Police Brutality: An upcoming MP speaks out.

No amount of words can express the anguish and pain of watching innocent Ugandans being gunned down just for letting their voices be heard. No conviction sentence can be long enough to pay for the crimes against humanity committed in such a short period – in broad day light.Fellow Ugandans, how long shall we stay silent? How many more must die before we all come out in unison to condemn and even demand the immediate arrest and prosecution of the Commander in Chief of such criminals? Where are you mothers of this land? Where are you fathers? Brothers and sisters, shall you stay in your confines of your comfort zones as more blood defiles our land?

I say again, this impunity must stop and there is no one to stop it but all of us – Ugandans who love our mother land.It makes one wonder, is it just for the love of power that you are killing your own ‘grandchildren’ or are you protecting what has become your cash-cow? We are aware that you and your mafias have robbed this country clean and have left we – your grandchildren with debt that even our own grandchildren may have to pay. Could this be the real reason you are murdering innocent blood?

Mr. Dictator Sir, I would like to remind you that 37 years ago, you claimed you were fighting for democracy for this country, have you totally lost your memory or were you simply fooling Ugandans? Today, you cannot stand seeing the love Ugandans have showed Hon. Kyagulanyi wherever he goes. How is it possible is the ‘democracy’ you fought for does not allow a Uganda to wave to his fans and supporters?

When you say, you will compensate those who have lost their lives, when you kill a man’s only son, is the money you are going to give going to raise sons for him so that his lineage will continue? Or will your peanuts be there to walk a girl down the aisle on her wedding day? Be informed that no amount of money can replace lives.

I know you are used to grazing cows and can pick and kill one for beef at any time you please, Ugandans are not cows that you can just slaughter and get away with it. The world is watching. The cameras are rolling. The pens are noting. You either stop this madness now and ask for amnesty while you still have a chance, or …………..!I call upon all those who haven’t spoken against this brutality to please come out and join the struggle to stop this slaughter. Do not wait until one of yours becomes a statistics. Speak up now.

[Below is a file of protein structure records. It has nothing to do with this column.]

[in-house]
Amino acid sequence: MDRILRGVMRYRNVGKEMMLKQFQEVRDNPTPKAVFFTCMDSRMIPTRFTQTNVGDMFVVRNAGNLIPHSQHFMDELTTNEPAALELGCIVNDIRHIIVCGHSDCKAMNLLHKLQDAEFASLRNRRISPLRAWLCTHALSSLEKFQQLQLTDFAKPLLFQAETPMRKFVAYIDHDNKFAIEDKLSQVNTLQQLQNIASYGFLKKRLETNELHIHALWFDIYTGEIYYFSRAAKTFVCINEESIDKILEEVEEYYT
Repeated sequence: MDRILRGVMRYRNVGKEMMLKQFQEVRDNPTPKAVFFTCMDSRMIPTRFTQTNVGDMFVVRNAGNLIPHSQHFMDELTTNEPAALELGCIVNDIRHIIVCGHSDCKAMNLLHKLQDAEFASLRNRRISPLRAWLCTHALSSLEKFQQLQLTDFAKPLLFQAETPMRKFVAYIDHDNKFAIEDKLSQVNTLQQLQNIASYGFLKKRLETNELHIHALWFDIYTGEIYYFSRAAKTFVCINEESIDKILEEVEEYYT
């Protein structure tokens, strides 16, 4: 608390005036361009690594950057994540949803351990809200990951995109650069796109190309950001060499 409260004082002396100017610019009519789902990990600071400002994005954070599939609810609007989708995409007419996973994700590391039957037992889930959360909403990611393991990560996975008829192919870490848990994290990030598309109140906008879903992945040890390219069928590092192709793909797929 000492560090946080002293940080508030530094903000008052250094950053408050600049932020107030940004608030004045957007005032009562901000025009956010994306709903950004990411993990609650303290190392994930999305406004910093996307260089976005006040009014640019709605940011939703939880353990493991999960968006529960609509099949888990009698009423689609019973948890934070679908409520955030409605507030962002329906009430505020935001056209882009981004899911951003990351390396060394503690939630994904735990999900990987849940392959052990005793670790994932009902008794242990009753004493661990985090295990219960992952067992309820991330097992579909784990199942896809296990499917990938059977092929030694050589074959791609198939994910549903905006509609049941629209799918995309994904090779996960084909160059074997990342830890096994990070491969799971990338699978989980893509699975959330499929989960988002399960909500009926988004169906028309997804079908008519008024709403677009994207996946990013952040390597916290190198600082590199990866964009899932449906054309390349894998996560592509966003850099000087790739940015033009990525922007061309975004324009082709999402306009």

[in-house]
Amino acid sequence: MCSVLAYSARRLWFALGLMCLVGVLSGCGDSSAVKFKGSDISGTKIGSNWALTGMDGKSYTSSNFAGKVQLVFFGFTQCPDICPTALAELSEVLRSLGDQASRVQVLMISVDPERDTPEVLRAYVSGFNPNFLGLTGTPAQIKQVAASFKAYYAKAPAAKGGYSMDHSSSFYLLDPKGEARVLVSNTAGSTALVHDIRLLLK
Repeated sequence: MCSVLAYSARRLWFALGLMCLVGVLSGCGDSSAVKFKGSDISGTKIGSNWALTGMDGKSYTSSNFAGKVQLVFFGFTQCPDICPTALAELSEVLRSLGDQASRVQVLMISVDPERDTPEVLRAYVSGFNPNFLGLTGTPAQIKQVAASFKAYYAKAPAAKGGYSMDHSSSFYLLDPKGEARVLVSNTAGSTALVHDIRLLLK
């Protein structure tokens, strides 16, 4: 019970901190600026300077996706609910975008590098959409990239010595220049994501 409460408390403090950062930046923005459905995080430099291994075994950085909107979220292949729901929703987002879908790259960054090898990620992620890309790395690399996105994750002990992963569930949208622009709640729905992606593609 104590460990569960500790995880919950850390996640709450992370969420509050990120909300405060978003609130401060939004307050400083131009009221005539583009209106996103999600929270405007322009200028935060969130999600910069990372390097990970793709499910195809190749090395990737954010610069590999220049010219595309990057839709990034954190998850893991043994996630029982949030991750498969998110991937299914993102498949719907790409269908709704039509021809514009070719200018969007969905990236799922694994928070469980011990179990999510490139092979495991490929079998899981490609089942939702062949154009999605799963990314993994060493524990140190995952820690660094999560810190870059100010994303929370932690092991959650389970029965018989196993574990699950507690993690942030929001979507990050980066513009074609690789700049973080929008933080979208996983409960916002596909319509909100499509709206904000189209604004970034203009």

I continue to thank Ugandans for coming out boldly and letting your voice be heard and those who have come out to condemn the bloodshed.

People Power. Our Power!


The right to political participation: An overview to women and power in Uganda

The right to political participation under international law, is deemed to be the basis for the realization and protection of other human rights. It gives citizens of a given society whether primitive or civilized to have the authority and power to define the destiny and management of the affairs of the society. The international legal framework under the core-human rights treaties and in particular Article 25 of the International Covenant on Civil and Political Rights defines State obligations to ensure genuine enjoyment of the right without any discrimination. 

In Africa, the African Union has been clear since its establishment on the right of political participation understanding well that it is vital for each countries’ independence and economic sustainability. As such, the African Charter on Democracy, Elections and Good governance of 2007 declared affirmatively under Article 2 that the principles of democracy, human rights and rule of law are fundamental principles of sustainable peace in the region and member states should adhere to ensure and promote free and fair political processes including the independence of the judiciary. 

However, despite the existing legal framework including the national constitutions of many of the African countries, women have not yet fully given the opportunity to participate in the decisions that affect their day to day lives. Countries like Uganda for example, despite the available data that the NRM government has increased the direct participation of women in the parliament and cabinet, there is less evidence that such numbers have influenced change and purely represented the ideas of women in their constituencies. There are questions related to whether such women representatives have the power to express their views and take decisions in their capacity without being coerced. Further, despite the national and international efforts for development, women in Uganda and especially those in rural areas are still prone to extreme poverty and violence which is a clear sign of a gender that is still denied the right to define their existence in society.